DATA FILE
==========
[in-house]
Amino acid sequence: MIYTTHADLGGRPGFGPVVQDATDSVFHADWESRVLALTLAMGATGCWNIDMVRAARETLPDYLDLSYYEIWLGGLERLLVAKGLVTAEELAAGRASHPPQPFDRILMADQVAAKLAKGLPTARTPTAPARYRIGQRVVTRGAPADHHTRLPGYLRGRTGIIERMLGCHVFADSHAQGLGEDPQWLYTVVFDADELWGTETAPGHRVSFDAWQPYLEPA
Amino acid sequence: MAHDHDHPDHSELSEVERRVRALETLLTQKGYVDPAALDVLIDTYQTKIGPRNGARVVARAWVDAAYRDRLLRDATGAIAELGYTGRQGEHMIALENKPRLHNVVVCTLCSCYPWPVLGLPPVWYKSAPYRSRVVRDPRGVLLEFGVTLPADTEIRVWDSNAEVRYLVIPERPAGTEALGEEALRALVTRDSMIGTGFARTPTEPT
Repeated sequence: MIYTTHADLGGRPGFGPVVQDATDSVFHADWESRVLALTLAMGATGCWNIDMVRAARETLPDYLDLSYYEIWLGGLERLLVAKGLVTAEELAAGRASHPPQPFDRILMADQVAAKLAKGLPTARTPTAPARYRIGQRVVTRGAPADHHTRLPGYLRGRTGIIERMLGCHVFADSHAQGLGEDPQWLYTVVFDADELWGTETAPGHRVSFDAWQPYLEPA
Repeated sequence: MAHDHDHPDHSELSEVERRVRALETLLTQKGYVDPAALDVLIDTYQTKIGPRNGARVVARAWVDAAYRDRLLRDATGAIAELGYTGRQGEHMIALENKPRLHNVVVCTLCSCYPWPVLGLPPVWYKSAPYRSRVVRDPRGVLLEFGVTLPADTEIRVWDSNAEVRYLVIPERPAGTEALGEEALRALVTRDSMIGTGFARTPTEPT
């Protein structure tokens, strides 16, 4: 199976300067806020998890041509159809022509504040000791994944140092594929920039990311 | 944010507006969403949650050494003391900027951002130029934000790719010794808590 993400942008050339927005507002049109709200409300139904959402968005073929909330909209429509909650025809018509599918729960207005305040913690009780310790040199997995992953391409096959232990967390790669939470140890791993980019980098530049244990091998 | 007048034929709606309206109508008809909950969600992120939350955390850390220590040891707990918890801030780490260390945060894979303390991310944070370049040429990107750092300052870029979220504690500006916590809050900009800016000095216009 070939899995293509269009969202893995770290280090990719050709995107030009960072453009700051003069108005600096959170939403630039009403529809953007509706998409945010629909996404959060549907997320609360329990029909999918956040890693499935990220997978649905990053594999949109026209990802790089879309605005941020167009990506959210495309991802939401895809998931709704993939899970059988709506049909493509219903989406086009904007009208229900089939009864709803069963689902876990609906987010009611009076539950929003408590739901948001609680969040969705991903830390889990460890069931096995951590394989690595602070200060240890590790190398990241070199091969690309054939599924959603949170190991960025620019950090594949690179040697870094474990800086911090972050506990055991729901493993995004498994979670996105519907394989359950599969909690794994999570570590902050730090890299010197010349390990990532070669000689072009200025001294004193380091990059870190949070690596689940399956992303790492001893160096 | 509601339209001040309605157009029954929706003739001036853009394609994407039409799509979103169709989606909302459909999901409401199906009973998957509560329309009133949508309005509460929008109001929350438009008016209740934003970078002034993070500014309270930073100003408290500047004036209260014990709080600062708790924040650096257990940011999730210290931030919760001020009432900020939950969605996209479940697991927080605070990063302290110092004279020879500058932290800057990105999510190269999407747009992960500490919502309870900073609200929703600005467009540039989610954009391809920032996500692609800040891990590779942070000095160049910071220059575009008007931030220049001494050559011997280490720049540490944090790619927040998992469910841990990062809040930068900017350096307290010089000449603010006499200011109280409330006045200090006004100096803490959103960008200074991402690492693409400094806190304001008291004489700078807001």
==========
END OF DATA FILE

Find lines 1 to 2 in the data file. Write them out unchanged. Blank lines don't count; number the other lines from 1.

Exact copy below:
[in-house]
Amino acid sequence: MIYTTHADLGGRPGFGPVVQDATDSVFHADWESRVLALTLAMGATGCWNIDMVRAARETLPDYLDLSYYEIWLGGLERLLVAKGLVTAEELAAGRASHPPQPFDRILMADQVAAKLAKGLPTARTPTAPARYRIGQRVVTRGAPADHHTRLPGYLRGRTGIIERMLGCHVFADSHAQGLGEDPQWLYTVVFDADELWGTETAPGHRVSFDAWQPYLEPA